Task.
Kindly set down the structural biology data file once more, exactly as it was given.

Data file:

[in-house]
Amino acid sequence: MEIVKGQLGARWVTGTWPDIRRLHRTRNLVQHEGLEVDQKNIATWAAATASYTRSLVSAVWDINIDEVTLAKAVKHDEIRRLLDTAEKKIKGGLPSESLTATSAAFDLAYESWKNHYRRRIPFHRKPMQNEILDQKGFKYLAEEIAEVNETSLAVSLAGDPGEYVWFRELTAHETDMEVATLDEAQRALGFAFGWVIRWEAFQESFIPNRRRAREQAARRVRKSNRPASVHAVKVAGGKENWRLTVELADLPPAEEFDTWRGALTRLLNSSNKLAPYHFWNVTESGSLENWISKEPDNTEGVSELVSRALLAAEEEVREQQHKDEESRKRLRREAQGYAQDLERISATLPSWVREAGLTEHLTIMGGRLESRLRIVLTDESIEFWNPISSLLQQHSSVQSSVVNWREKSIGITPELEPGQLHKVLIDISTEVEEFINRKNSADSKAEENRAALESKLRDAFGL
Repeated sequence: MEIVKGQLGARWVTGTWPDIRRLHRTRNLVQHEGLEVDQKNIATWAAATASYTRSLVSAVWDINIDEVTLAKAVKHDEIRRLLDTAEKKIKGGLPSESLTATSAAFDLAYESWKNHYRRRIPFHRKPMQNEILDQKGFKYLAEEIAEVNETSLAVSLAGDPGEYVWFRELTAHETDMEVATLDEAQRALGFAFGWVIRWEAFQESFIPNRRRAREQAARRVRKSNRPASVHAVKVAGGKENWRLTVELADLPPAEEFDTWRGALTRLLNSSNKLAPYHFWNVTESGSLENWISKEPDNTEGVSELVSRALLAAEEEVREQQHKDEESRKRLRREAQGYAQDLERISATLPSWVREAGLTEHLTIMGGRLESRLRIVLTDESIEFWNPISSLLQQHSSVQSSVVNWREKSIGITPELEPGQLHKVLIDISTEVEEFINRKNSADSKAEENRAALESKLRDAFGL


[in-house]
Amino acid sequence: MEIVKGQLGARWVTGTWPDIRRLHRTRNLVQHEGLEVDQKNIATWAAATASYTRSLVSAVWDINIDEVTLAKAVKHDEIRRLLDTAEKKIKGGLPSESLTATSAAFDLAYESWKNHYRRRIPFHRKPMQNEILDQKGFKYLAEEIAEVNETSLAVSLAGDPGEYVWFRELTAHETDMEVATLDEAQRALGFAFGWVIRWEAFQESFIPNRRRAREQAARRVRKSNRPASVHAVKVAGGKENWRLTVELADLPPAEEFDTWRGALTRLLNSSNKLAPYHFWNVTESGSLENWISKEPDNTEGVSELVSRALLAAEEEVREQQHKDEESRKRLRREAQGYAQDLERISATLPSWVREAGLTEHLTIMGGRLESRLRIVLTDESIEFWNPISSLLQQHSSVQSSVVNWREKSIGITPELEPGQLHKVLIDISTEVEEFINRKNSADSKAEENRAALESKLRDAFGL
Repeated sequence: MEIVKGQLGARWVTGTWPDIRRLHRTRNLVQHEGLEVDQKNIATWAAATASYTRSLVSAVWDINIDEVTLAKAVKHDEIRRLLDTAEKKIKGGLPSESLTATSAAFDLAYESWKNHYRRRIPFHRKPMQNEILDQKGFKYLAEEIAEVNETSLAVSLAGDPGEYVWFRELTAHETDMEVATLDEAQRALGFAFGWVIRWEAFQESFIPNRRRAREQAARRVRKSNRPASVHAVKVAGGKENWRLTVELADLPPAEEFDTWRGALTRLLNSSNKLAPYHFWNVTESGSLENWISKEPDNTEGVSELVSRALLAAEEEVREQQHKDEESRKRLRREAQGYAQDLERISATLPSWVREAGLTEHLTIMGGRLESRLRIVLTDESIEFWNPISSLLQQHSSVQSSVVNWREKSIGITPELEPGQLHKVLIDISTEVEEFINRKNSADSKAEENRAALESKLRDAFGL